if the dangerous condition is conspicuous as, for example, a large puddle of dark liquid on a light floor would likely be, then an employee's proximity to the condition might shorten the time in which a jury could find that the premises owner should reasonably have discovered it. Similarly, if an employee was in close proximity to a less conspicuous hazard for a continuous and significant period of time, that too could affect the jury's consideration of whether the premises owner should have become aware of the dangerous condition.

Id. In either case, however, “there must be some proof of how long the hazard was there before liability can be imposed on the premises owner for failing to discover and rectify, or warn of, the dangerous condition.” Id. at 816. This requirement exists because, otherwise, owners would face strict liability for any dangerous condition on their premises, an approach the court has clearly rejected. Id.

Nevertheless, the court appears to recognize that a situation may arise in which a premises owner could quickly become aware of a dangerous condition and warn an approaching invitee of the danger. And such a situation could occur in a matter of seconds.

Here, Tommy testified that East “slipped on a dirty liquid substance” at the cash register after she paid for her food. (Emphasis added.) And East testified that she was only “seven or eight steps” away from the cash register when she slipped. Thus, there is direct evidence that Cimm's employees were in close proximity to the conspicuous, “extremely dirty” liquid on the floor before East fell. See Reece, 81 S.W.3d at 814.

Tommy further testified that the slippery condition was present on the floor from the entry way of the restaurant to the cash registers, as follows:

The floor was dirty and when we entered the Burger King the floor was slippery. There was a liquid substance on the floor that was extremely dirty. I was slipping on the floor myself. There were no signs post[ed] warning of the slippery and unclean floor. There [were] also no barriers blocking [the] area of the floor that was extremely slippery.

(Emphasis added.) Tommy noted that the “Burger King ․ was extremely dirty” and East slipped on “a dirty liquid substance that was on the unclean floor.” He opined that the Burger King appeared as though it “had not been cleaned for several days.” Thus, there is direct evidence that the condition of the floor was pervasive and had been allowed to persist for “days.” See id. at 816–17.

We recognize that a general description of “dirtiness,” alone, does not meet the temporal requirements of Reece. For example, in Wal–Mart Stores, Inc. v. Gonzalez, a shopper slipped on spilled macaroni salad that was described by the plaintiff's daughter as having “a lot of dirt” in it along with footprints and cart track marks. 968 S.W.2d 934, 936 (Tex.1998). The Court held that the plaintiff's evidence was insufficient to establish that, more likely than not, the food had been on the floor long enough to charge Wal–Mart with constructive knowledge. Id. at 937. When the evidence makes it equally plausible that the dangerous condition just occurred as that it had been there a lengthier amount of time, that evidence is insufficient to charge the premises owner with constructive knowledge. Id. at 936.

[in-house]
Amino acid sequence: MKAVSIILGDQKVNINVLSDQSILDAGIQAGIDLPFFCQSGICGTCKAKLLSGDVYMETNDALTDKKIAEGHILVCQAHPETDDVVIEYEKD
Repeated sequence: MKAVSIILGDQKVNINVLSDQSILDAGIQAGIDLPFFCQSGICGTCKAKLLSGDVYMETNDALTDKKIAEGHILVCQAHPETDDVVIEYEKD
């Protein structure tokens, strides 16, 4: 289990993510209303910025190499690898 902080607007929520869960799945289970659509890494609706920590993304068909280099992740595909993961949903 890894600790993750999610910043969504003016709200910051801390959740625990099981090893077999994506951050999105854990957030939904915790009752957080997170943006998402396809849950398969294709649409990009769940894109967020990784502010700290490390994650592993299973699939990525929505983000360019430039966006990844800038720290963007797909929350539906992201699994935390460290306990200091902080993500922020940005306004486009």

Here, however, East is not relying solely on circumstantial evidence of the appearance of a single, small spill to infer the length of time the spill had gone unnoticed. Rather, East presented direct evidence that the condition of the floor between the entry door and the cash registers was “extremely dirty,” “extremely slippery,” and the restaurant appeared as though it “had not been cleaned for several days.” See H.E. Butt Grocery Co. v. Heaton, 547 S.W.2d 75, 76 (Tex.Civ.App.-Waco 1977, no writ) (concluding testimony that “the same layer of dirt that was on the floor” covered spilled food and floor “looked like it hadn't been cleaned for awhile” justified inference that food had been on floor as long as surrounding dirt and present for prolonged period of time).

In sum, East presented direct evidence that she “slipped on a dirty liquid substance” just “seven or eight steps” away from cash registers manned by Cimm's employees who had served her. (Emphasis added.) The slippery condition existed on the floor from the entry way of the Burger King to the cash registers. Moreover, Tommy opined that the Burger King was so “extremely dirty,” that it “looked like it had not been cleaned for several days.”

Taking as true all evidence favorable to East and indulging every reasonable inference in her favor, as we must, we conclude that she presented more than a scintilla of evidence from which a fact finder could reasonably infer that it is more likely than not that the condition of the floor existed long enough to afford Cimm a reasonable opportunity to discover it in the exercise of ordinary care, especially given the close proximity of Cimm's employees to the “extremely dirty substance.” See Reece, 81 S.W.3d at 816 (“[I]f the dangerous condition is conspicuous as, for example, a large puddle of dark liquid on a light floor would likely be, then an employee's proximity to the condition might shorten the time in which a jury could find that the premises owner should reasonably have discovered it.”); see also Ridgway, 135 S.W.3d at 600; Gonzalez, 968 S.W.2d at 936.

Unreasonable Risk of Harm

As to the second element, a condition poses an unreasonable risk of harm for premises-defect purposes when there is a “sufficient probability of a harmful event occurring that a reasonably prudent person would have foreseen it or some similar event as likely to happen.” Cnty. of Cameron v. Brown, 80 S.W.3d 549, 556 (Tex.2002). Foreseeability in this context “does not require that the exact sequence of events that produced an injury be foreseeable.” Id. Instead, only the general damage must be foreseeable. Id .

Whether a particular condition poses an unreasonable risk of harm is generally fact specific: